RG-101 is Regulus’ wholly-owned, GalNAc-conjugated anti-miR targeting miR-122 for the treatment of HCV. Regulus has evaluated RG-101 in a completed clinical study conducted in the Netherlands. 58 healthy volunteers and 32 HCV patients with multiple genotypes, liver fibrosis status and treatment history were enrolled in the four part study: (i) a single ascending-dose study in which healthy volunteer subjects received a single subcutaneous dose of RG-101, 0.5 mg/kg, 1 mg/kg, 2 mg/kg, 4 mg/kg and 8 mg/kg or placebo; (ii) a multiple-ascending dose study in which healthy volunteer subjects received a monthly single subcutaneous dose for four months of RG-101 or placebo; (iii) a single-dose drug-drug interaction study in which healthy volunteer subjects received a single subcutaneous dose of RG-101 in combination with simeprevir (OLYSIO™), an approved direct acting antiviral; and (iv) a single-dose study in which HCV patients received either a single subcutaneous dose of RG-101 or placebo at two doses, 2 mg/kg of RG-101 (the first dose cohort) or 4 mg/kg of RG-101 (the second dose cohort), to assess the safety and viral load reduction. Dosing in part IV is complete and extended follow up is ongoing. The primary objective is to evaluate safety and tolerability and the secondary objectives are to evaluate pharmacokinetics, viral load reduction and any impact an oral direct acting antiviral, such as simeprevir (OLYSIO™), may have on the pharmacokinetics of RG-101.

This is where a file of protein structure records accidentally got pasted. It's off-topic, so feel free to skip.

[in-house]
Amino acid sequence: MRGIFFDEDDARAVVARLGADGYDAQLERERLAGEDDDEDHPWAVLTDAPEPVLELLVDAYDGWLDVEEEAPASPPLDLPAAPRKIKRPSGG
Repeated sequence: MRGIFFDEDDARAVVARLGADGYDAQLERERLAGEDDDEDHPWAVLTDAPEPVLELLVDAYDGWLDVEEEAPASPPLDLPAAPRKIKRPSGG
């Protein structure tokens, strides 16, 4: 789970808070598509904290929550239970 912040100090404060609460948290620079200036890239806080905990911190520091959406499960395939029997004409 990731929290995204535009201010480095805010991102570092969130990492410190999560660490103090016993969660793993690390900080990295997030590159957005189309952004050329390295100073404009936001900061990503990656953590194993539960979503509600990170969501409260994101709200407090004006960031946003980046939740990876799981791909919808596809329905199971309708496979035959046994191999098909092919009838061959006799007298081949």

Today, Regulus reported additional results from the above study and plans to report full study results in the second quarter of 2015.